• Sunny says:

    Laughing at the (colon) It’s Complicated… my life would be so much better if Joel McHale would follow me around and narrate for me. I could use it right now especially.

    You are doing the right thing, I hope it goes well with the EI peeps.

  • Katie says:

    I like the extra brain theory. Very fitting.

    And hey, she could very well pass the evaluation with flying colors.

  • a says:

    Where are you people getting all your drugs? What am I doing wrong? No one ever offers me xanax or ativan or valium. Either I don’t complain enough (doubtful) or I need a shadier doctor.

    Anyway, I see where the IEP thing can be a label that you think won’t come off, but if you find you need help in the future, won’t it be so much better to have everything already in place? It’s like planning or something. I have no doubt that Amelia’s awesomeness cannot be contained by a mere skull, but hey, why not expose some people she wouldn’t otherwise meet to said awesomeness?

  • Mrs Soup says:

    That’s the biggest thing I’ve learned in the 4 short months of being a mom (I know, not long experience, but deal with it). A good parent is one that does the hard stuff when they don’t want to, but know that its needed.

    Like showering. And changing the stinky diaper of the poo-pocalypse. And asking for help from the ones that should be able to help in ways that you can’t.

    Sending prayers for you.

  • Heather says:

    I spend a lot of my time feeling sorry for myself and boo hooing over my son. But, aside from the constant grief, my life isn’t complicated. My heart goes out to you. Being pushed aside by your son, regardless of how he is, has to be hard…for anyone. I know how jealous I get when my MIL and daughter are together…or the fact that I’m not worth a hill of beans when Daddy’s home. I can’t imagine your shoes. As for your daughter, as hard as it is to make the right decisions, sigh. It still sucks. I’m sorry for you. I’m sorry that you have this heartache to bare.

  • charmedgirl says:

    i HATED early intervention; they came as a result of prematurity/NICU stay, i don’t even remember if i had to call- the hospital may have arranged it. whatever. thank god none needed ongoing therapy, cause i may have gone fucking bananas. good luck with that, and good for you…i hope c-girl doesn’t need anything.

    (ps- i’m glad you think i’m cute cause i was hoping you didn’t think i was a total freak for mentioning your hot-mama boobies the other day…)

  • heather says:

    One step at a time. Big one, though it is. Thinking about you all the way.

  • Mrs.Spit says:

    I’m sorry. That takes real courage, and I’m sorry you had to display it, even if I know you can.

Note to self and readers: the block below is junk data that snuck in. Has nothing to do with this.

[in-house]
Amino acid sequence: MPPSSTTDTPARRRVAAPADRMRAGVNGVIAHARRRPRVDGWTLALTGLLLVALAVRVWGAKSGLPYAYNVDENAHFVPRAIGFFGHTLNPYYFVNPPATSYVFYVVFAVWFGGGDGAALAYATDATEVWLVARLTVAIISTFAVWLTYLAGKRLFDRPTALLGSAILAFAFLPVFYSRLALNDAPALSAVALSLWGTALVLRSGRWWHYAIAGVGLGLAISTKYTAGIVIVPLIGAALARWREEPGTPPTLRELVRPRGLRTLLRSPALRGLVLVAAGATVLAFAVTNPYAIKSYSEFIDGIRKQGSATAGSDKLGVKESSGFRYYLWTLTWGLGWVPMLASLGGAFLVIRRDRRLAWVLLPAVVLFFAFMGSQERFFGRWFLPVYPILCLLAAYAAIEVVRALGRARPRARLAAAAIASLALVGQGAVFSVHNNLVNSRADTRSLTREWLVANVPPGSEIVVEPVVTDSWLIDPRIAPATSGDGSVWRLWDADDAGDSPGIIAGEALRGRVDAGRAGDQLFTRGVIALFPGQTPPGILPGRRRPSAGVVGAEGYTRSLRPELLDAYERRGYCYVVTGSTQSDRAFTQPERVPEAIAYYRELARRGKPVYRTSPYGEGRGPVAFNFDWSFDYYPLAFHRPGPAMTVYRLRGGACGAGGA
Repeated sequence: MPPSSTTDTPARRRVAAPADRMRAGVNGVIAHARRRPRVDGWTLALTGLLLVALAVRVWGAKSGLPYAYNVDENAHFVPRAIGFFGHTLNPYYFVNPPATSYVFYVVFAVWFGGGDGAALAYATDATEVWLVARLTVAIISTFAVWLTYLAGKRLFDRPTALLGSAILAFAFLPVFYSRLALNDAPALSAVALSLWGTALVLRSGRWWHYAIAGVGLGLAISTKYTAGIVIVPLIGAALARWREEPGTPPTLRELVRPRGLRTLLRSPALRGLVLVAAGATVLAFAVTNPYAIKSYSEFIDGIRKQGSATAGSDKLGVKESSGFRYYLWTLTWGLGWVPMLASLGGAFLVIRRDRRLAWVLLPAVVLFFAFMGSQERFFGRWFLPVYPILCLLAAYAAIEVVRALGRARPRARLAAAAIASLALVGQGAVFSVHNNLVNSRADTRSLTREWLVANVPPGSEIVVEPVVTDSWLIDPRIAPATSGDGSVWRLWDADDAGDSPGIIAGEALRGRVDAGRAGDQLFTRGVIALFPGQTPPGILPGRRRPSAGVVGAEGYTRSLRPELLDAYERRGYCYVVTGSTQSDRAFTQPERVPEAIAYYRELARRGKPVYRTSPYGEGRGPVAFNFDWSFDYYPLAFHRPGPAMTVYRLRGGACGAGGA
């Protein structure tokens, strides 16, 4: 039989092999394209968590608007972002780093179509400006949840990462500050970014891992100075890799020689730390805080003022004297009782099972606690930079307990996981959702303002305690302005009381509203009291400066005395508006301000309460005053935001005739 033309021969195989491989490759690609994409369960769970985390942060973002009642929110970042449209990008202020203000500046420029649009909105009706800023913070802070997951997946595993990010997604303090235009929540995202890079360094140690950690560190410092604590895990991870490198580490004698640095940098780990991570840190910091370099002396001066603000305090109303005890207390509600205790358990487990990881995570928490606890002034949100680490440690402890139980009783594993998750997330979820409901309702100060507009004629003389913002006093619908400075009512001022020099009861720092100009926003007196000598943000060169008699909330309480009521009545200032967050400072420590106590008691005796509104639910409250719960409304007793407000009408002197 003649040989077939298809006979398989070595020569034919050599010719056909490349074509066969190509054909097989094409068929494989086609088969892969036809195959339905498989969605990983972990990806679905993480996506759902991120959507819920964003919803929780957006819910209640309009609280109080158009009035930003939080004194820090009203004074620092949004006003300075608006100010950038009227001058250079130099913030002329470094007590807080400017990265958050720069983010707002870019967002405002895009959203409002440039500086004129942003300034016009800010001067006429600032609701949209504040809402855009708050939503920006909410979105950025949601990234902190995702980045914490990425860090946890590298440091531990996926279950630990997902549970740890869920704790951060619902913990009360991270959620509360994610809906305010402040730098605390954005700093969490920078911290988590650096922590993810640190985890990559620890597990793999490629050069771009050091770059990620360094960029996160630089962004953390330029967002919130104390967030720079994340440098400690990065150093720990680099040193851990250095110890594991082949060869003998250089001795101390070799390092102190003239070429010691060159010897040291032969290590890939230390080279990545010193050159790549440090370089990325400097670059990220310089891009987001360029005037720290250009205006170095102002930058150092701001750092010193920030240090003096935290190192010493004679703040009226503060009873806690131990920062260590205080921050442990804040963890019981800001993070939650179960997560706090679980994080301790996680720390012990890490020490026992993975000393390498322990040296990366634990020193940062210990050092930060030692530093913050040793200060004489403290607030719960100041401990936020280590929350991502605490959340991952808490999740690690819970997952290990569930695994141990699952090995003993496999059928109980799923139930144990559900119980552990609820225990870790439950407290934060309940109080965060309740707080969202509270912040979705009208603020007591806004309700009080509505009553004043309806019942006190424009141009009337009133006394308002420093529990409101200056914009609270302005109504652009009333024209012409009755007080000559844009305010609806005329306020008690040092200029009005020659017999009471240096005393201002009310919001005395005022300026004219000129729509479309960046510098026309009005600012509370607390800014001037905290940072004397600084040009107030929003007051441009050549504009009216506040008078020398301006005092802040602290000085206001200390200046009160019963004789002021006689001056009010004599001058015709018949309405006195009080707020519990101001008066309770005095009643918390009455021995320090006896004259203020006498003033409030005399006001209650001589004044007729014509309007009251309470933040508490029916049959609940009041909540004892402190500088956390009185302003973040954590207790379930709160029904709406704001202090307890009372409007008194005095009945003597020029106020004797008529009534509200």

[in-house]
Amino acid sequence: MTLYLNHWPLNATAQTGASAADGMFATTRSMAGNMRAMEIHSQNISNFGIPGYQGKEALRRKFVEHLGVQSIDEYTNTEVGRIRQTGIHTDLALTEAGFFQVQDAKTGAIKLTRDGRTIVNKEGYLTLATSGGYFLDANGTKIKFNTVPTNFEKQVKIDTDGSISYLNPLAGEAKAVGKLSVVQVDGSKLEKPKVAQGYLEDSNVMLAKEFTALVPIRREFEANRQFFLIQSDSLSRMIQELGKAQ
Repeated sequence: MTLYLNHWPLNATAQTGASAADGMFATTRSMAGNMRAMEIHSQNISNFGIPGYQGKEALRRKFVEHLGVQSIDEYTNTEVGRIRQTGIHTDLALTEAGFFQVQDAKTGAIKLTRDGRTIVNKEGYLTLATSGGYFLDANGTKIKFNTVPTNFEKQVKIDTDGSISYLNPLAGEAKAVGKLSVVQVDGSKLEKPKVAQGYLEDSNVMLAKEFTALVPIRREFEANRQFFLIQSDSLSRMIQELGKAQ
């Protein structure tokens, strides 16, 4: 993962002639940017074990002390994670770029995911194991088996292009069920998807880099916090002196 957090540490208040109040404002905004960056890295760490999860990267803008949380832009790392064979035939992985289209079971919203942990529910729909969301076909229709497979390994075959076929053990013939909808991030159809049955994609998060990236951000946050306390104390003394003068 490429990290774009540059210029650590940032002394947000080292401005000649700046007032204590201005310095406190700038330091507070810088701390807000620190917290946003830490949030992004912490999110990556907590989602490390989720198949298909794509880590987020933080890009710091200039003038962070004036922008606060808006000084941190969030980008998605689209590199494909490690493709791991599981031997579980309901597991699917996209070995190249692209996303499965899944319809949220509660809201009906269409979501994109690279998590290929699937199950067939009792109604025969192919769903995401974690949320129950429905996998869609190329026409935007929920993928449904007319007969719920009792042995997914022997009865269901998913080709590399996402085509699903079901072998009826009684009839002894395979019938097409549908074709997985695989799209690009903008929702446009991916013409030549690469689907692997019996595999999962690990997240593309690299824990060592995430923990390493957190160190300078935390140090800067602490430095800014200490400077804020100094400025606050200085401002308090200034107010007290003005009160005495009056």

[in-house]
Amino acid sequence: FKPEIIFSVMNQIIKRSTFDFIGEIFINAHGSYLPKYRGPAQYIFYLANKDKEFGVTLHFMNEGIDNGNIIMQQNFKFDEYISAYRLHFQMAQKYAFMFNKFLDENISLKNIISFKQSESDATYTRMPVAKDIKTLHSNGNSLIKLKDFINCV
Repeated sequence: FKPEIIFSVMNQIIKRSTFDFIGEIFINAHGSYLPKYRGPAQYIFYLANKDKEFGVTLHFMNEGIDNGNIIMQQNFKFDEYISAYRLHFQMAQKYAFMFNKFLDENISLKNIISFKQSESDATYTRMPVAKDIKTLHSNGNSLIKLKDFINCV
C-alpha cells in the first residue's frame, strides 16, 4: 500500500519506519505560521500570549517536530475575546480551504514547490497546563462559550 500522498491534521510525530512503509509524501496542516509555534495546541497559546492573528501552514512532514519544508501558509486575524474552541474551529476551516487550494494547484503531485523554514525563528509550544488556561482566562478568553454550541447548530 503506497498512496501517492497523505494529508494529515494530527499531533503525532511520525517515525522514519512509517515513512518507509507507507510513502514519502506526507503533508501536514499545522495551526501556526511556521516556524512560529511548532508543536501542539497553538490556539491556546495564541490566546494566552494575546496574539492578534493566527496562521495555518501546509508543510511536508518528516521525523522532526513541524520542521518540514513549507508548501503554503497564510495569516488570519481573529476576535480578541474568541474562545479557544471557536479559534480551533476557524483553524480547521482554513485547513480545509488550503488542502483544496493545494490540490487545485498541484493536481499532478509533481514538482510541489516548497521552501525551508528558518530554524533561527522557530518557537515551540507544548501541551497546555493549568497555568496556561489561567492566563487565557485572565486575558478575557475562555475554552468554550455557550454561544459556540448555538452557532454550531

• Dana says:

    Having a (now) 13 year old son who was diagnosed at 6 with Asperger’s Syndrome (on the autism spectrum) I know very well the feeling of relief. I was a single mom and was convinced the problems he was having in school with achievement and behavior were a direct reflection on my crappy parenting. I must be doing something wrong when my first grader has a MAJOR meltdown because school has an early release. A meltdown so significant the school has to call me to pick him up because he won’t leave until it’s “time”.

    I hated to have to give him a label to get the services he needed. Hated it! Hated it! Hated it! But it was the right thing to do, so I did.

    You are doing the right thing, and you’ll probably never like it.

  • magpie says:

    Yeah!
    And I like the notion that the extra brain matter was just her extreme Awesomeness and Intelligence.

  • lady lemon says:

    Good for you. Facing your fears totally sucks, but you gotta do it. And I think that explanation about her brain being too awesome for her skull is GENIUS!

  • Mimi says:

    Becks, you’re an awesome mom. To be able to handle the kind of shit that gets thrown at you, you HAVE to be awesome. Sure, a little Happy Happy Oblivion Pill every now and again takes the edge off, but woman, you ARE my Mommy Brained logo in the flesh. Cape and all.

    Oh, and Tori Spelling would NOT play you. As if. I’m thinking Tina Fey, since she’d keep her sense of humor through it all…

  • Kristina says:

    Damn. That sucks. But she will thank you. Motherhood is filled with things we don’t really want to do but have to (i.e. have our vagina ripped to shreds by a HUMAN BEING). She will thank you for it, and you are a brave, brave mommy.

  • We need to start a network of kind hearted and competent doctors called “DOCTORS THAT AREN’T ASSHOLES”. Just think about the demand for that service. . . our phones would ring off the hook. The only problem that I see is that we could probably only find three doctors, nationally, that fit the requirements.

  • Danielle says:

    Gotta love that mommy guilt! Totally different but kinda the same. I didn’t want to put Zilla in all day kindergarten, but it was the right thing to do. You are doing the right thing, as much as it totally suck hairy balls!

  • Angellee says:

    Aunt Becky.

    I have emailed pictures of my very cute child. distract yourself with our baby pictures.

  • Kristine says:

    Better to get going on it and find out later that your baby IS perfect and doesn’t need it than to not do it and be trying to play catch up later.

    You totally did the right thing.

  • Lisa says: